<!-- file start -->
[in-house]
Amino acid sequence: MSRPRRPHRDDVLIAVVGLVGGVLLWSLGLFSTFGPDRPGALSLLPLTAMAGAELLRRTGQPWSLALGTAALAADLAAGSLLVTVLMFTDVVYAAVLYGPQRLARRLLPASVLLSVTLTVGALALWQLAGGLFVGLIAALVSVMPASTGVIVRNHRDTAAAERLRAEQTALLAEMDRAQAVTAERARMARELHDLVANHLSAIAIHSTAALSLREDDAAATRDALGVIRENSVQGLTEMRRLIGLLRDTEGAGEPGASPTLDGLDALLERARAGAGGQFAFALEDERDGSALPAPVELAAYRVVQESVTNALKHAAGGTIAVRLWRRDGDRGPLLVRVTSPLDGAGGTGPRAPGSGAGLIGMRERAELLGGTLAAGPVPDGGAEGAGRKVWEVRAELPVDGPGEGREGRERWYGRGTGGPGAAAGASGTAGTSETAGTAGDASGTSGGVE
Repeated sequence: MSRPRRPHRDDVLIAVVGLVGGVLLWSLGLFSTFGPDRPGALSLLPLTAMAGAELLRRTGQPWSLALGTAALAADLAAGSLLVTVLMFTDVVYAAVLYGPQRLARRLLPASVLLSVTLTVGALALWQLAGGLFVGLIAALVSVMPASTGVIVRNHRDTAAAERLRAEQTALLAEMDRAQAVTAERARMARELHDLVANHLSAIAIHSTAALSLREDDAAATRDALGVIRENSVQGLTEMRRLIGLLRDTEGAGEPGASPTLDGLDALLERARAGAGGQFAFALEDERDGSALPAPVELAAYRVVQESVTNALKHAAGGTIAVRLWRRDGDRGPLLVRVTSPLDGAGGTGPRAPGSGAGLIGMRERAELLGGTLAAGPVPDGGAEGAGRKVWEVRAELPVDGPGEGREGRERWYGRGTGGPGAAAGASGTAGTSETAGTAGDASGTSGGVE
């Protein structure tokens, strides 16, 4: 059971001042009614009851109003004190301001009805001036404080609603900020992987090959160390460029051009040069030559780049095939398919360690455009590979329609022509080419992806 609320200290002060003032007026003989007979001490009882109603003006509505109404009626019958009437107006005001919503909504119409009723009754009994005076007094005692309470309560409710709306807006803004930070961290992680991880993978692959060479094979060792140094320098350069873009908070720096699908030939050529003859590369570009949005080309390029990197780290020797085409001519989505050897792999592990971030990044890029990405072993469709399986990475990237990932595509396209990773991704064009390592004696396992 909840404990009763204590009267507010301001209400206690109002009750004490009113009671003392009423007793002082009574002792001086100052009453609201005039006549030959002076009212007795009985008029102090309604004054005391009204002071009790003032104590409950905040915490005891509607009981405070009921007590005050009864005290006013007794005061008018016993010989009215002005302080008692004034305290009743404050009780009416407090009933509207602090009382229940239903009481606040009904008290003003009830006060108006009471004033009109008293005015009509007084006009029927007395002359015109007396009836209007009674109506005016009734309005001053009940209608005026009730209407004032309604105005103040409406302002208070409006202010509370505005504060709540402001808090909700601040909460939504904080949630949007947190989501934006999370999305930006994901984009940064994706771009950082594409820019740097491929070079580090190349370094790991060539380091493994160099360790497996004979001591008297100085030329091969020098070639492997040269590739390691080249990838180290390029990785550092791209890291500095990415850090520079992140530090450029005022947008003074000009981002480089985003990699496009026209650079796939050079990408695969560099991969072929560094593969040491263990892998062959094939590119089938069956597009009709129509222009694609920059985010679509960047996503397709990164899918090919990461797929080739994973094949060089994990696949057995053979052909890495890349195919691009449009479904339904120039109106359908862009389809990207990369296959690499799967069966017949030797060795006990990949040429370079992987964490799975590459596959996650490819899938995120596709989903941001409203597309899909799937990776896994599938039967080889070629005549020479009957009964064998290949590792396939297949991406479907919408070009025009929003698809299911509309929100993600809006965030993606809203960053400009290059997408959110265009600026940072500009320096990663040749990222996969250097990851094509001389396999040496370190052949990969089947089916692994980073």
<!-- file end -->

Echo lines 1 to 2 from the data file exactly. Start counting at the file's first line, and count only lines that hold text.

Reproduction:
[in-house]
Amino acid sequence: MSRPRRPHRDDVLIAVVGLVGGVLLWSLGLFSTFGPDRPGALSLLPLTAMAGAELLRRTGQPWSLALGTAALAADLAAGSLLVTVLMFTDVVYAAVLYGPQRLARRLLPASVLLSVTLTVGALALWQLAGGLFVGLIAALVSVMPASTGVIVRNHRDTAAAERLRAEQTALLAEMDRAQAVTAERARMARELHDLVANHLSAIAIHSTAALSLREDDAAATRDALGVIRENSVQGLTEMRRLIGLLRDTEGAGEPGASPTLDGLDALLERARAGAGGQFAFALEDERDGSALPAPVELAAYRVVQESVTNALKHAAGGTIAVRLWRRDGDRGPLLVRVTSPLDGAGGTGPRAPGSGAGLIGMRERAELLGGTLAAGPVPDGGAEGAGRKVWEVRAELPVDGPGEGREGRERWYGRGTGGPGAAAGASGTAGTSETAGTAGDASGTSGGVE